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I was learning and experimenting with crontab today.

The default editor was just too difficult for me to figure out which caused me to remove my crontab by running crontab -r.

Now, when I run crontab -e and input my new cron task, nothing happens. I suspect it's the crontab -r command I executed earlier.

Can anyone help, please?

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Next time please provide the cron job you try to run so that we can understand the problem better. –  tiktak Mar 28 '12 at 15:31
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2 Answers

up vote 1 down vote accepted

When you did crontab -e, nothing happens and it returned you normal prompt ?

if it gives you an empty space you should enter your variables like :

0 0 * * * /opt//newauditlog.ksh > /dev/null 2>&1

After you did that you can exit with :wq!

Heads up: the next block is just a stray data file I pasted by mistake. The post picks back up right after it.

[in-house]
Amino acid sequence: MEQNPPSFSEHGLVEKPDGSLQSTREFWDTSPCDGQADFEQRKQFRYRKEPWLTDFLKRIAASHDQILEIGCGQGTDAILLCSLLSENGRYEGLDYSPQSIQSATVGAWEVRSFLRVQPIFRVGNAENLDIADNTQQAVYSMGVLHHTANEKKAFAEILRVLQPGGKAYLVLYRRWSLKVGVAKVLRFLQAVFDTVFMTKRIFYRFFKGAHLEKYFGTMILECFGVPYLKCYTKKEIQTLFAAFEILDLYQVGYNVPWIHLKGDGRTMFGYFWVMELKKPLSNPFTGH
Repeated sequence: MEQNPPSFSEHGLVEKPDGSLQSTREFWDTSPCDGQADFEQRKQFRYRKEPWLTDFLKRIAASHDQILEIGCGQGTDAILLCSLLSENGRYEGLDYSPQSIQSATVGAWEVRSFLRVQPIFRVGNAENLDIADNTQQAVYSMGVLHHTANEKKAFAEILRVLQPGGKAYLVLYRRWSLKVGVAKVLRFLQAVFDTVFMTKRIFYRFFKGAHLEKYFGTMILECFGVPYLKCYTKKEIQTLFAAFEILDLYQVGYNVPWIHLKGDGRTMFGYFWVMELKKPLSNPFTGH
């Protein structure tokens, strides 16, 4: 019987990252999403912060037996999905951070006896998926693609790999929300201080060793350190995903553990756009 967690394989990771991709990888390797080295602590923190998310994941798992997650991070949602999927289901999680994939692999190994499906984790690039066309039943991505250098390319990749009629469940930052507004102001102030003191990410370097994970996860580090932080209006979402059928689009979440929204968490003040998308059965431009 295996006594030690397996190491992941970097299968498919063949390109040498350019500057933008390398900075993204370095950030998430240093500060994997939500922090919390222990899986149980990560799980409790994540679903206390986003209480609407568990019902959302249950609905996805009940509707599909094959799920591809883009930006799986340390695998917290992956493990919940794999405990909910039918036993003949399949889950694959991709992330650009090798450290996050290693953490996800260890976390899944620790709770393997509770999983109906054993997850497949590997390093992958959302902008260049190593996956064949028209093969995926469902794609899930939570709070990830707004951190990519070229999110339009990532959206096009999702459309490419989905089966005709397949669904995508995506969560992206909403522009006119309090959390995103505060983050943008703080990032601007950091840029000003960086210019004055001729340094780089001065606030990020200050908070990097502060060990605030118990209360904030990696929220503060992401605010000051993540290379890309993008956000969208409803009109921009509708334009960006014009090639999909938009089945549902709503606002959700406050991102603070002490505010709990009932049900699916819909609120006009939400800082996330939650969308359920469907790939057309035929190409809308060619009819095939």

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Thank you! That works –  sisko Mar 28 '12 at 13:22
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This sounds like a RTFM question to me ;-)

man crontab

The -e option is used to edit the current crontab using the editor specified by the VISUAL or EDITOR environment variables. After you exit from the editor, the modified crontab will be installed automatically. If neither of the environment variables is defined, then the default editor /usr/bin/editor is used.

So the -e option should "automatically install the modified crontab"

Make sure there is a file matching your username and your jobs in /var/spool/cron/crontabs and check the content of /etc/cron.allow and /etc/cron.deny

Also, look that the cron daemon is running: ps aux | grep cron

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non of those files (cron.allow nor cron.deny) nor any matching username file exits in /var/spool/cron/crontabs –  sisko Mar 28 '12 at 12:31
    
Then this means the "crontab" utility is not doing its job. See my update –  tiktak Mar 28 '12 at 15:28
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